And look, right here on the next stone, CECILIA BURDETT, BELOVED WIFE, 1904—85. She felt almost as though Cecilia had caught her flirting with Alphonse at one of those awful senior socials with Kool-Aid and Oreos. She could remember things like that, general things, but not particulars, the names and faces of people who assumed she remembered them and when she couldn’t then assumed she was an imbecile. But there were places she could remember with the clarity of a slide being flashed on a screen. Living rooms with all their furniture, backyards, the enormous produce department of a supennarket somewhere, a room in a basement with just one tiny window near the ceiling and large rhubarb leaves screening the window. She only had to close her eyes and they were there for the summoning.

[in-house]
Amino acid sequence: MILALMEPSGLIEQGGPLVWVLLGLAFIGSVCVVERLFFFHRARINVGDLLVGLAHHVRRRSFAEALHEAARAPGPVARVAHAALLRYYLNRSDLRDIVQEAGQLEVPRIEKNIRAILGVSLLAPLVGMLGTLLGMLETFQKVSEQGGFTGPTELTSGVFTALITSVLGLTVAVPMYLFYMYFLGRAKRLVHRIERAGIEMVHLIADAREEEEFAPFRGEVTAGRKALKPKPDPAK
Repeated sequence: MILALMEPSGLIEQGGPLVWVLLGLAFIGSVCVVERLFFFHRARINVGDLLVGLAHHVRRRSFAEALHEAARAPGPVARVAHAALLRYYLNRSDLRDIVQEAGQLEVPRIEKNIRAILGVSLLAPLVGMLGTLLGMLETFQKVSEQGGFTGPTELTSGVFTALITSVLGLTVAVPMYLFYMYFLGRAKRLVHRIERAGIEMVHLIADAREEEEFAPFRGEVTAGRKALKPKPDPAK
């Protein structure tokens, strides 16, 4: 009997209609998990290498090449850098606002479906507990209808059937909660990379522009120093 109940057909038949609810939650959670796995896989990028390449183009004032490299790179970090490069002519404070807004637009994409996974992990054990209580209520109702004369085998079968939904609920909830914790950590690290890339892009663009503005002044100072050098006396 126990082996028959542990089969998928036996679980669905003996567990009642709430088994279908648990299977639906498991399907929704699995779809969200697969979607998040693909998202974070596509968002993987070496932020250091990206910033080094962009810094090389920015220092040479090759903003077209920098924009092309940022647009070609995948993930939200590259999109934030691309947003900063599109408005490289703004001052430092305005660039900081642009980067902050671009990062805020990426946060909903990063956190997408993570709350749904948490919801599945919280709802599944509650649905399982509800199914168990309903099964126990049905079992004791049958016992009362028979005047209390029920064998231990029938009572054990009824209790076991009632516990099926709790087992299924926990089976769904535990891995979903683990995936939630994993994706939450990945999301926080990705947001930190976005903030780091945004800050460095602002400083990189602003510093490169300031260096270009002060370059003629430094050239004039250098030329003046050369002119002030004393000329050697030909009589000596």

It was like a detective story, in a way. If this is the bedroom I remember, with this wallpaper with a tangle of pastel blue and pink roses, and this maple chest of drawers, and this crucifix with a frond of dried palm bent double and attached to it with a rubber band, and this rug that’s faded to match the greenish tan of the chenille bedspread— then who am I, the person who can remember it all so clearly? Was it my bedroom? For that matter, is it still?

She sat down on Cecilia Burdett’s headstone with a sigh of gratitude and looked at her poor tired feet and marveled at her shoes. A woman of her age wearing tennis shoes. Though if she’d had to walk about all over this grass in a proper pair of shoes it would not have been easy. The sunshine was nice. She could feel it right through the sleeves of her sweater. A cloudless blue sky, a friendly sun, the lawn yielding with each footstep, what could be nicer.